New online support for victims of crime launched

Victim Support’s online resource My Support Space is being made available across nine force areas to ensure that “victims of crime can seek support, even when self-isolating”.

Apr 1, 2020
By Paul Jacques
Diana Fawcett

My Support Space is designed to help victims manage the impact that crime has had on them in a free, safe, secure and confidential ‘space’ where they can choose how they want to be supported.
It was launched today (April 1) in Cumbria, Humberside, South Yorkshire, Lancashire, Lincolnshire, London, Manchester, North Yorkshire and West Yorkshire.

South Yorkshire’s police and crime commissioner (PCC) Dr Alan Billings said it was “a significant step forward in ensuring that victims of crime can receive support, information and services using technology at all times of the day”.

Victim Support says the launch of My Support Space is particularly timely, as it gives victims of crime who have been impacted by the coronavirus outbreak additional ways in which to access support, including from their own home.

Victims can access a range of tools to help them cope and move forward after a crime, including a series of interactive guides that feature videos, techniques, activities and tips to help them address their specific needs.

Diana Fawcett, chief executive at Victim Support, said it was “committed to ensuring that victims of crime receive effective support in a way that works for them”.

She added: We are delighted to launch My Support Space as it offers another way in which victims of crime can seek support, even when self-isolating. Guides on My Support Space include topics such as difficult emotions, coping strategies, trauma and sleep. These are all common issues that people may experience after crime, but are even more important during the coronavirus pandemic, as victims find the justice process essentially paused.”

Claire Waxman, London’s Independent Victims’ Commissioner, said: “I am delighted to see Victim Support launching this new resource for victims of crime in London. I have long highlighted the need for services to be responsive to the changing needs of victims throughout their journey, and so I welcome the introduction of this portal.

“We know this is a difficult time for everyone, and this is even more pronounced for victims, with isolation aggravating poor mental health and some forced into continued contact with an abuser. Having support available online and in a discreet way is now more important than ever, and the My Support Space will undoubtedly help a lot of people.”

West Yorkshire PCC Mark Burns-Williamson added: “This is a fantastic new resource for victims of crime, providing alternative routes and mechanisms for support, all a few clicks away.”

Marc Jones, PCC for Lincolnshire said it was important that anybody affected by crime gets the support they need to cope, recover and thrive – regardless of whether they have reported the crime to the police or not.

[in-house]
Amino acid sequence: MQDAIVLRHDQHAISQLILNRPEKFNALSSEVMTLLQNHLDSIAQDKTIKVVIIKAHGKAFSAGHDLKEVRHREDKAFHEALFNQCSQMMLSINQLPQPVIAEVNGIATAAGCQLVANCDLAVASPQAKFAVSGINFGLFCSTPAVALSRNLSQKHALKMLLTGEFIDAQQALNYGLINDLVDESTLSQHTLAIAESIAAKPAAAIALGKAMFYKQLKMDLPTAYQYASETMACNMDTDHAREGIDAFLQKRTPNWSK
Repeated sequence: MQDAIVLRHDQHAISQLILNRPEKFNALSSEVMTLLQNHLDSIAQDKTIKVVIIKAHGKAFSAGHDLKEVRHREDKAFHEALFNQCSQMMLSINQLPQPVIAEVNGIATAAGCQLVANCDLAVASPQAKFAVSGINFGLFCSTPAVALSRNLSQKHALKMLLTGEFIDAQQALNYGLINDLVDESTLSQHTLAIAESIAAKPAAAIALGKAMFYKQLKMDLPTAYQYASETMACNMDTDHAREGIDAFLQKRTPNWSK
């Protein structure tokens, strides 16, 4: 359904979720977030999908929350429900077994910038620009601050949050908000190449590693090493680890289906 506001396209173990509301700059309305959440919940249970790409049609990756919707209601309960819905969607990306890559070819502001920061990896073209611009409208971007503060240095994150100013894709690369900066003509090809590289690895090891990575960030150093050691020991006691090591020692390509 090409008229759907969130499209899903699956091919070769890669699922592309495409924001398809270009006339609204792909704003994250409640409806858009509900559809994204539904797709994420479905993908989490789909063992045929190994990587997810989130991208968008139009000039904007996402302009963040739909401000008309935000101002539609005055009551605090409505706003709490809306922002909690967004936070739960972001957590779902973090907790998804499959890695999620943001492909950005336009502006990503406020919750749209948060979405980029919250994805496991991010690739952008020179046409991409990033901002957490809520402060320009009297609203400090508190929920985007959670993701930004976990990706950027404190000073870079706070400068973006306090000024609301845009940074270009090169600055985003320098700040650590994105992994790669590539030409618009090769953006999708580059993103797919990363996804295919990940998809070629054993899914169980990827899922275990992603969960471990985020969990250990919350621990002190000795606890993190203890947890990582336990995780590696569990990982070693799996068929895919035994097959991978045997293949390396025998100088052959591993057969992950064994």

“In these times of self-isolation and social distancing, it is great to see Victim Support embracing modern technology to offer support to victims though online resources,” he said.

Cumbria PCC Peter McCall said My Support Space would prove extremely useful at a time when many people feel cut off and less able to cope with the effects that crime has had on them.
“Now, more so than ever, people need to know that help is out there, and how and where they can access support,” he added.

And Humberside’s PCC Keith Hunter warned they were mindful of the importance of “understanding the changing characteristics of vulnerability” during the current crisis and the My Support Space facility would “increases the offer of service to wider audiences in preparation for anticipated high demand”.

North Yorkshire Police has also launched a resource page on its website to promote the support available for those in isolation with an abusive partner.

It said: “For victims of domestic abuse, home is not a safe haven – it’s a place of fear. For them, entering into an extended period of isolation at home will not only be difficult, but also terrifying.

“Being in close proximity with your abuser, under stressful circumstances can increase the risk of violence and abuse posed to victims. Very sadly, as reported in the national press, as cities around the world entered into lock down scenarios to prevent the spread of the Covid-19 virus, these locations have seen reports of domestic abuse increase and we anticipate the same nationally.”

The new resource page provides details of telephone and online support services, which are available around the clock.

Detective Superintendent Allan Harder, lead for safeguarding at North Yorkshire Police, said: “We are all currently experiencing a situation of uncertainty and worry at the moment, which has left many of us feeling like we have very little control over our lives. However, it gives us a small insight into how a victim of domestic abuse feels every minute of every hour of every day.”

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